February 6th, 2013
I feel deeply about the principle of inclusion. For over eleven yrs now I’ve been a skills trainer for Developmentally Delayed adults in the greater Portland area. I now have a 7yr old autistic grandson who is sometimes brought to my home during the 2nd and third hrs of his ward meetings instead of going to his primary class because there are not enough teachers to afford him a one-on one assistant. While I love anytime I get to be with my beloved lil â€œCelestial Boyâ€, my heart aches because of his exclusion from Â his Primary peers. There can be no â€œblameâ€ cast to the Church, who will never â€œforceâ€ anyone to take on a volunteer calling. Neither do I â€œblameâ€ those who refuse the opportunity to spend a few hrs with him each week.Â I simply feelÂ a compulsion to educate and share some of my understanding and feelingsâ€¦.Isnâ€™t that what â€œBlogsâ€ are for???
As I teach each weekday at work , Â I Observe how the general public acts and reacts to coming in contact with anyone who is different: physically or cognitively.. I can tell from watching, how almost fearful, some children react to various appearances and behaviors that are foreign to them. What seems most tragic to me is that too often a matching look is mirrored on the face of their parents!Â Â Even more tragic, I have seen similarÂ discomfort and avoidance towards the physically and mentally challenged sometimes even at Church by individuals who are loving people, but just donâ€™t feel comfortable connecting with and drawing in those who are â€œdifferent. â€œÂ Â I was searchingÂ for, Â and hoping to find something said that could help me find a way to teach primary children and their teachers ,of Â the great blessing and great opportunity that can be theirs as they Â discover the power and truth of what Our Savior said: “Perfect love casteth out fear”. Although none of us have that perfect love, our Savior, Jesus Christ Â DOES … and He imparts to ,Â and empowers with His love, Â those who have the faith and desire to love, understand and include those who are “different” Â and do so even at the self risk Â of feeling awkward, at a loss for words, or even difficulty in basic communication with them . Â (See lyrics from the Primary song â€œIâ€™ll walk with youâ€. And consider theÂ song â€œGod Bless the outcasts, the Children of Godâ€ From the Animated film The Hunchback of Notre Dame) â€¦Two of my favorite songs!Â The movie Gigot starring Jackie Gleason 1962,Â seen as a child, inspired me to learn American Sign Language so I would never find myself at a loss to share with anyone that â€œasks me a reason for my hopeâ€ as Paul admonished. Â But the the real foundation for my passion to include comes from my greatestÂ earthly Heroâ€¦..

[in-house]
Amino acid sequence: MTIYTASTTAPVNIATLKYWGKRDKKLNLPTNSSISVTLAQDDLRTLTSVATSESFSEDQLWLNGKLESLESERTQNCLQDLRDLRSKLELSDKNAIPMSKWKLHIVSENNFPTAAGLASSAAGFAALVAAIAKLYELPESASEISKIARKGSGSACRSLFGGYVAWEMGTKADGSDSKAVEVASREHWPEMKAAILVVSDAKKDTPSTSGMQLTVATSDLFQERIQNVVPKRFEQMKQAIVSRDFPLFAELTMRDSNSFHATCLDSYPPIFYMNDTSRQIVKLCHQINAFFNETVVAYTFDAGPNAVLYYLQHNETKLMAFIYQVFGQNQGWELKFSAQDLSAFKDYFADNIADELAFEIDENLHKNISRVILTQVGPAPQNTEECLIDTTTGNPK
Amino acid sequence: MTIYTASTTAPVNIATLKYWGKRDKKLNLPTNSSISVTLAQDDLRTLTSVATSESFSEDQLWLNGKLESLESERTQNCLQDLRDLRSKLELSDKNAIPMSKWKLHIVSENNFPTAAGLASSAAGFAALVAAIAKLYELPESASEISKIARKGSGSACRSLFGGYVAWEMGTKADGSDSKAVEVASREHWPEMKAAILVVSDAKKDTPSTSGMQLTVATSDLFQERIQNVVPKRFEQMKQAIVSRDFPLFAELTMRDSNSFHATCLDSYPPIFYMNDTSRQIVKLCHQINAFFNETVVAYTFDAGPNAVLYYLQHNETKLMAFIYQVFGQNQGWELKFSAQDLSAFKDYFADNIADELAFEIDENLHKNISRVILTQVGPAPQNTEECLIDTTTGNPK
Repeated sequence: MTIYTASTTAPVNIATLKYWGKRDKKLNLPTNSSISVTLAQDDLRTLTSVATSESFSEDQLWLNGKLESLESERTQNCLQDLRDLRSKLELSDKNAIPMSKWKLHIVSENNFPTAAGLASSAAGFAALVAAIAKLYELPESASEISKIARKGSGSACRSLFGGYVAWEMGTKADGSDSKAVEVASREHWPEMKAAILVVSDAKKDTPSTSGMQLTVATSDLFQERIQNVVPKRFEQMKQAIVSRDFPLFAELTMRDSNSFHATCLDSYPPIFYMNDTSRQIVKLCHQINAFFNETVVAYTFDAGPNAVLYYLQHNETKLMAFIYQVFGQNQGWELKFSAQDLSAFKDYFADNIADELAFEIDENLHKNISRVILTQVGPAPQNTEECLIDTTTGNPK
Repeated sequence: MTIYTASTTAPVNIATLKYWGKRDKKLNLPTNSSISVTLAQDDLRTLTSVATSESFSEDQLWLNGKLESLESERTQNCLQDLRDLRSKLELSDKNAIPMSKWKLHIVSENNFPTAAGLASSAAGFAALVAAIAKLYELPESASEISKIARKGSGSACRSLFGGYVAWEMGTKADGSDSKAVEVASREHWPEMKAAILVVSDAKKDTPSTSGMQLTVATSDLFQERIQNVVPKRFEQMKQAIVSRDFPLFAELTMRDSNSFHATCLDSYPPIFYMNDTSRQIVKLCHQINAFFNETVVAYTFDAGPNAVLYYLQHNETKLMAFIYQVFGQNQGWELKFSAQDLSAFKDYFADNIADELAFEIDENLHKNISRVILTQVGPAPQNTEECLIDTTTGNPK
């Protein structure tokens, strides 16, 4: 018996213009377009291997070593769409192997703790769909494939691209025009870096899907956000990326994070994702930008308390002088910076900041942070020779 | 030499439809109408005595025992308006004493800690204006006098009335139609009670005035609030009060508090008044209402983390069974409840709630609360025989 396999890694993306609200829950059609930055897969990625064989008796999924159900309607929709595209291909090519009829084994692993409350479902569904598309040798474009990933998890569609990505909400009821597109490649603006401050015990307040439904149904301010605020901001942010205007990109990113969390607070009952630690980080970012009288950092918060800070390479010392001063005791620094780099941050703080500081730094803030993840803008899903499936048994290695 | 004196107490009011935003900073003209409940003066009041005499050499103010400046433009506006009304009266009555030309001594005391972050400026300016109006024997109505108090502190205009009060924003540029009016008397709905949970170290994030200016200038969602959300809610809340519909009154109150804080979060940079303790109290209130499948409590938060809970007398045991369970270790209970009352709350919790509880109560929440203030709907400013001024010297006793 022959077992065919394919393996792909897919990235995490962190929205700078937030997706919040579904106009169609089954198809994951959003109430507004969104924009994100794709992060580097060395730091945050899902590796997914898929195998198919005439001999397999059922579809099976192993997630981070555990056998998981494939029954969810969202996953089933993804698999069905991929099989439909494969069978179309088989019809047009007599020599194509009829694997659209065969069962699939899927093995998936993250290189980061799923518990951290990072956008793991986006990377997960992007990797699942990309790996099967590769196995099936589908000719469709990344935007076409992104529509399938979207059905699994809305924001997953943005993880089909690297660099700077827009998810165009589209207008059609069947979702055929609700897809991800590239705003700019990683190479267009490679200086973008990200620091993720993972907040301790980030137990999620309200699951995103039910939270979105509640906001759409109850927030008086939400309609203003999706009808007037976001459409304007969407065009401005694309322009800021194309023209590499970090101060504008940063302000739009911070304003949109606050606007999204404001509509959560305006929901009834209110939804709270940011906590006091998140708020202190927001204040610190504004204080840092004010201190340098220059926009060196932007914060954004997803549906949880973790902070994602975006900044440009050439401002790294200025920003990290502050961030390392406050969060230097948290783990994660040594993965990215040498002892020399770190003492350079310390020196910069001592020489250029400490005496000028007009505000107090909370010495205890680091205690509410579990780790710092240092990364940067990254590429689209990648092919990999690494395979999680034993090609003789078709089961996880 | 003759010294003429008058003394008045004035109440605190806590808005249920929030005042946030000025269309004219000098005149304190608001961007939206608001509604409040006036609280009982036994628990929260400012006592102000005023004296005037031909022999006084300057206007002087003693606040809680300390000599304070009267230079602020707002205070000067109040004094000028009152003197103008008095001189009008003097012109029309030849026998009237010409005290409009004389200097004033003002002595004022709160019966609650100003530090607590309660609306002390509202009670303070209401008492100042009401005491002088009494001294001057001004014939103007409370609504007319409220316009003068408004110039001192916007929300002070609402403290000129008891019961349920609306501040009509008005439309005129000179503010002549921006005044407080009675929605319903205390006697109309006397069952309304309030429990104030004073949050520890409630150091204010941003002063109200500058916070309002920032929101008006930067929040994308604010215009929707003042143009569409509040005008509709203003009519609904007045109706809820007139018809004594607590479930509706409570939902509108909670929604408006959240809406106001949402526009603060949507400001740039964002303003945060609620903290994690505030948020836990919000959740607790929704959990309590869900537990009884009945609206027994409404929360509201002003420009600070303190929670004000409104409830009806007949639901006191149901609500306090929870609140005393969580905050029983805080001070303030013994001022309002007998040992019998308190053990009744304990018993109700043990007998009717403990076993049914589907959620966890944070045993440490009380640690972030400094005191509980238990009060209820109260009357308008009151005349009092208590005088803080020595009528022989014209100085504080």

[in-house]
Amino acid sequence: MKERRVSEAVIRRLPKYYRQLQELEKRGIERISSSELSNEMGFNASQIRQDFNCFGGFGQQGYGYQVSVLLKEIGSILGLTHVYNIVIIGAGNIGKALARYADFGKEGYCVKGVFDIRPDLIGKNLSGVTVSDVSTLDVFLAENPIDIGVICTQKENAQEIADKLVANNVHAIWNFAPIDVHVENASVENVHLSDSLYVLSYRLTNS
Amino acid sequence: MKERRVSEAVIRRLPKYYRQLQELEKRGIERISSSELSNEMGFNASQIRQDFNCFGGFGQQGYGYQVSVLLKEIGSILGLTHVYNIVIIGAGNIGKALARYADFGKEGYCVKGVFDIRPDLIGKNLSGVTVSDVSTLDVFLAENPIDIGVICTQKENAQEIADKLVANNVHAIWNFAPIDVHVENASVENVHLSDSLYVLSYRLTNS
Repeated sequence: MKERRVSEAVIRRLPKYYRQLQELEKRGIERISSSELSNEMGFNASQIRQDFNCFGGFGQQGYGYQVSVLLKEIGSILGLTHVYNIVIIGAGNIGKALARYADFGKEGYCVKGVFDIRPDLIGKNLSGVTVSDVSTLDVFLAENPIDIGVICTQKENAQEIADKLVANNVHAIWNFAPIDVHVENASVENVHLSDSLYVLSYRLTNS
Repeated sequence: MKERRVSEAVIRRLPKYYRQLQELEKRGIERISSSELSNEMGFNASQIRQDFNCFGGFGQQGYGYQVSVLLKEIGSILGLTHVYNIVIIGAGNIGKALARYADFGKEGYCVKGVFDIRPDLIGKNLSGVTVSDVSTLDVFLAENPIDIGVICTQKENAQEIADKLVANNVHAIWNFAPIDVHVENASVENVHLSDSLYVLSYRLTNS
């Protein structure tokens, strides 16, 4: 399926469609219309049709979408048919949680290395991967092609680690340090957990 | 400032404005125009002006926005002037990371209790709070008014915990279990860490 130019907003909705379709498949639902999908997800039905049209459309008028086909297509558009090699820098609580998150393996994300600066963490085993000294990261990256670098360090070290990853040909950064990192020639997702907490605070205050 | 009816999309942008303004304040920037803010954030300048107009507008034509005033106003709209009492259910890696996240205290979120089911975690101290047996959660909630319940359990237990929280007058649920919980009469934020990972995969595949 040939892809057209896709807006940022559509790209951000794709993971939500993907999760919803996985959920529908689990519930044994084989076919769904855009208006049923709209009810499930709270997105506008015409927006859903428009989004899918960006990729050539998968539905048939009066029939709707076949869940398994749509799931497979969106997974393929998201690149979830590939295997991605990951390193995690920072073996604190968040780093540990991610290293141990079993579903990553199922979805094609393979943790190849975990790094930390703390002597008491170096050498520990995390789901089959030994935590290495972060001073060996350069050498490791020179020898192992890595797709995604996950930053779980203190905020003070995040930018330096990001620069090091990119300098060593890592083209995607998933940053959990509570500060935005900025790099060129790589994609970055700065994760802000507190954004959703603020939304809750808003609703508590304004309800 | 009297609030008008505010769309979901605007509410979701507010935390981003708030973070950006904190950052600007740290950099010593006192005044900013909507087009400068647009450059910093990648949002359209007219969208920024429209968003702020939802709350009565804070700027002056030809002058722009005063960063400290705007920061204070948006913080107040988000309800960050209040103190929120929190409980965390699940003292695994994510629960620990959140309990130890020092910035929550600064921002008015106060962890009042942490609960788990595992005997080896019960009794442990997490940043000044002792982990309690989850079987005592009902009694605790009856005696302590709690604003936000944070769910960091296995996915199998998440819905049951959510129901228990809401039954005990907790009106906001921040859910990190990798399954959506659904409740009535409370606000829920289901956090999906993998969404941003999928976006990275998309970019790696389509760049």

When I was young, I remember looking at someone with Cerebral Palsy and asking my mother what happened to them. My Mom was not a member of the Church of Jesus Christ of Latter-Day Saints (I amÂ convert Â from age 17) , Â but this wise and compassionate woman taught the Love of Christ by her fearlessness. Her ability to see past the â€œwrapping paperâ€!Â Her Â value Â of the â€œeternal soulâ€ ofÂ an individual was one of the things that made her my hero.
To answer my query, she infused into my young heart the quoted phrase “…”There but for the Grace of God go you and I” She planted into my soul the desire to treat others as I would be treated if I were in their circumstances., because, in reality,Â any one of us very well may have been born to Â a much different life situation, or have life changed in an instant by a â€œMac Truck gone amok! â€œ
Mom took me to nursing homes and into neighborâ€™s homes where she provided respite for their elderly parentsâ€¦. As a pre-teen, I remember it didnâ€™t always smell too wonderful. They would shake, and make funny noises, but the life stories they could tell were better than a movie! The look on their faces when I brought them flowers or drawings warmed my heart and ignited in me a great love and respectÂ for themâ€¦.and oddly enough, the smell, the shaking seemed to disappear from my mind as I looked into their eyesÂ and got a glimpse of â€œThe worth of a soulsâ€ long before I had ever read the written phrase . I will be forever grateful to my fearless, including Mother, who not only gave her community a great service, but did a great service to me by exposing me to opportunities to look for the treasures beneath the surface of those who are â€œDifferentâ€.